Mechanical Components: Part Two of a Four-Part Monthly Series
In part one of this series, we presented the notion that being 'knocked-off', although serious, isn't the largest danger in protecting your intellectual property. Losing control of your documentation package to the manufacturer or engineering firm that helped design the product is far more problematic. Limited supply mobility, costly reengineering, and rights protection issues are all too common results of not tightly securing your documentation package.
The following are some of the basic mechanical component files that need to be included in the documentation package.
Solid Models Of All Parts
These should preferably be in the native format that they were designed in (Solidworks, Pro-Engineer, etc). You don’t necessarily need to have the software required to read these mechanical component files, although most have free viewers available.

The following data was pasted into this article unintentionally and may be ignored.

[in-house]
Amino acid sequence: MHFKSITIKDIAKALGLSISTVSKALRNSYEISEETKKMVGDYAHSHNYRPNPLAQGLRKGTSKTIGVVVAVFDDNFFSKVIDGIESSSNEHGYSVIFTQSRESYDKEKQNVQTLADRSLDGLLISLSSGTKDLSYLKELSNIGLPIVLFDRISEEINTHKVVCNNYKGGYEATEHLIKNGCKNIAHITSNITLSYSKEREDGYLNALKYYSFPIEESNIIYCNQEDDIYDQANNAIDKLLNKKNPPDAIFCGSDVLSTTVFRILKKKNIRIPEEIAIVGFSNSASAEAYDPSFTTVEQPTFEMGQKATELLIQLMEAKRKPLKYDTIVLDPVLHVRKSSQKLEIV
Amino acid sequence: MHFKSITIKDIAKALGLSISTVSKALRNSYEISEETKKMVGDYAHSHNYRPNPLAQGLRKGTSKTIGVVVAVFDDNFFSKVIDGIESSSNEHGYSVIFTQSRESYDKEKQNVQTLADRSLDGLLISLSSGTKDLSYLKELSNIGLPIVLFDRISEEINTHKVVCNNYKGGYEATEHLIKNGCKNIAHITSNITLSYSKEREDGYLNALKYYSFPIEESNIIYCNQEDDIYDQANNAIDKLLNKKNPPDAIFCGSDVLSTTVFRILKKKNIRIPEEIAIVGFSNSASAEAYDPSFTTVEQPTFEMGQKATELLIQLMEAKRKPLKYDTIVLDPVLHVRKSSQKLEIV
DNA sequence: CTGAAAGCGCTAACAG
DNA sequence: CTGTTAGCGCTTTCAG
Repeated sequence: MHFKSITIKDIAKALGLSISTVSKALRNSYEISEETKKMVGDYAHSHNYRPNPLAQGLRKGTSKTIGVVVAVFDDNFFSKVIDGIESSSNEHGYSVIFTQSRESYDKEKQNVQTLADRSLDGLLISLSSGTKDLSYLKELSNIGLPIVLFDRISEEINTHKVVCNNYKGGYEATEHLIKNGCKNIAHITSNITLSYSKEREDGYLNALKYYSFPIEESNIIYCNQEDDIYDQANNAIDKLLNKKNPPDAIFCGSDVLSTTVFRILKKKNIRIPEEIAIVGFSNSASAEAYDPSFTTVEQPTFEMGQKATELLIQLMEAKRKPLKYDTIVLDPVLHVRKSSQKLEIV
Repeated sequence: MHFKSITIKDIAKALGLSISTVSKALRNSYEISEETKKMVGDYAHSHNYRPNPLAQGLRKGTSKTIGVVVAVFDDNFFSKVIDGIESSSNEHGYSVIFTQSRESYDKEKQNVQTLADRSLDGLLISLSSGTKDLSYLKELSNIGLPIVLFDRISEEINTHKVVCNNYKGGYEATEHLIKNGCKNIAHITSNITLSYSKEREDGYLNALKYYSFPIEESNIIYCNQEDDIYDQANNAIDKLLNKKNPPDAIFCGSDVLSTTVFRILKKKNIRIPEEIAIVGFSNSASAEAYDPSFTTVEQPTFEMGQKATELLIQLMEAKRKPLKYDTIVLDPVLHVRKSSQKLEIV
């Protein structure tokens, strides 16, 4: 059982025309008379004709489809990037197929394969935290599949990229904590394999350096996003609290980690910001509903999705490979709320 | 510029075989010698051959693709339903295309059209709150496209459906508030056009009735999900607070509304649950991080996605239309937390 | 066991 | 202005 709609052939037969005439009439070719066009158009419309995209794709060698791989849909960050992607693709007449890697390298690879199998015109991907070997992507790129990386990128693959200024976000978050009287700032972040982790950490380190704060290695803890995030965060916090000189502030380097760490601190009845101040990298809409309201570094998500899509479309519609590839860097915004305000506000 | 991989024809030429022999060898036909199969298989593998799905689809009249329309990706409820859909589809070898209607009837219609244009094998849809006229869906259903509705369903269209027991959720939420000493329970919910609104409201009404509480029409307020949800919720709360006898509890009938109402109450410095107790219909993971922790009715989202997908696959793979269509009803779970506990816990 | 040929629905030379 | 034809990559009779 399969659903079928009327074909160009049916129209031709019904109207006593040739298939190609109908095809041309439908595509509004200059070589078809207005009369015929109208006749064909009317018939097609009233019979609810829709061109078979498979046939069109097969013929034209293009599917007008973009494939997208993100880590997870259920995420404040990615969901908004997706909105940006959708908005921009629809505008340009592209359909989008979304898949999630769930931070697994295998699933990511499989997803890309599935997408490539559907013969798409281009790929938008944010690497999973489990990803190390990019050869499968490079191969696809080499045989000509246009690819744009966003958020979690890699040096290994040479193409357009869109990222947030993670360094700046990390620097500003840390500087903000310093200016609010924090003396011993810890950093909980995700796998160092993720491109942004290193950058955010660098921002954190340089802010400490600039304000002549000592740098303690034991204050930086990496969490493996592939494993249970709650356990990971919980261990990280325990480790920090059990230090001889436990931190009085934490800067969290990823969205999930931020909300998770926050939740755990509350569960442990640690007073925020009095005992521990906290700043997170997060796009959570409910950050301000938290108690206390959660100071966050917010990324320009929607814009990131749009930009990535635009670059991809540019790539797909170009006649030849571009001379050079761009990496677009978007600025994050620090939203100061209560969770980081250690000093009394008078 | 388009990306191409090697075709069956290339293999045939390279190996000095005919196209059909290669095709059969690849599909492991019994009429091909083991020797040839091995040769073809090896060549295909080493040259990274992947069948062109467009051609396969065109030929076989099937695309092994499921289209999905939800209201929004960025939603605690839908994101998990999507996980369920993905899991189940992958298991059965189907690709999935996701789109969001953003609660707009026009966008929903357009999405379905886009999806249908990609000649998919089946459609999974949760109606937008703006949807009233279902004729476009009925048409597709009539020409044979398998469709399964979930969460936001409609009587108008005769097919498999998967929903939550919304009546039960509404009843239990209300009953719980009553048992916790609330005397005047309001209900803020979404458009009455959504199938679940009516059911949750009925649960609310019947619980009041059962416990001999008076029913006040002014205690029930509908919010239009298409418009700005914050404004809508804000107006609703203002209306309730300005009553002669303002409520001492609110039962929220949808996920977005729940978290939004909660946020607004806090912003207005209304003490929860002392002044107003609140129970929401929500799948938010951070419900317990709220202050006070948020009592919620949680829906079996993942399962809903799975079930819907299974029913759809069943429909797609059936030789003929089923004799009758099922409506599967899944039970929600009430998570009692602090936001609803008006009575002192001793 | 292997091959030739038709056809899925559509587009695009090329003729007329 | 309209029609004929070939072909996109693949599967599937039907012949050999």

Neutral file formats like STEP and IGES are acceptable, but not as good, since it is much more difficult to make design changes if required down the road.
2D drawings are important supplementary mechanical component documents to the 3D CAD data. They contain tolerance and material information, assembly directions, and more.
It is important that all of this be captured.
Be sure that you have the mechanical component manufacturer and grade number for resins, metals, etc. You should also have information about any colorants or fillers that are blended by the manufacturer.
While not as important as the other items it is a good idea to have copies of all mechanical component tool drawings. There are subtleties in manufacturing that may have to be relearned if you redesign the tool from scratch with another supplier.
In the next parts of this series, we will address electronic and programming. In the meantime, feel free to email us with any questions that you have.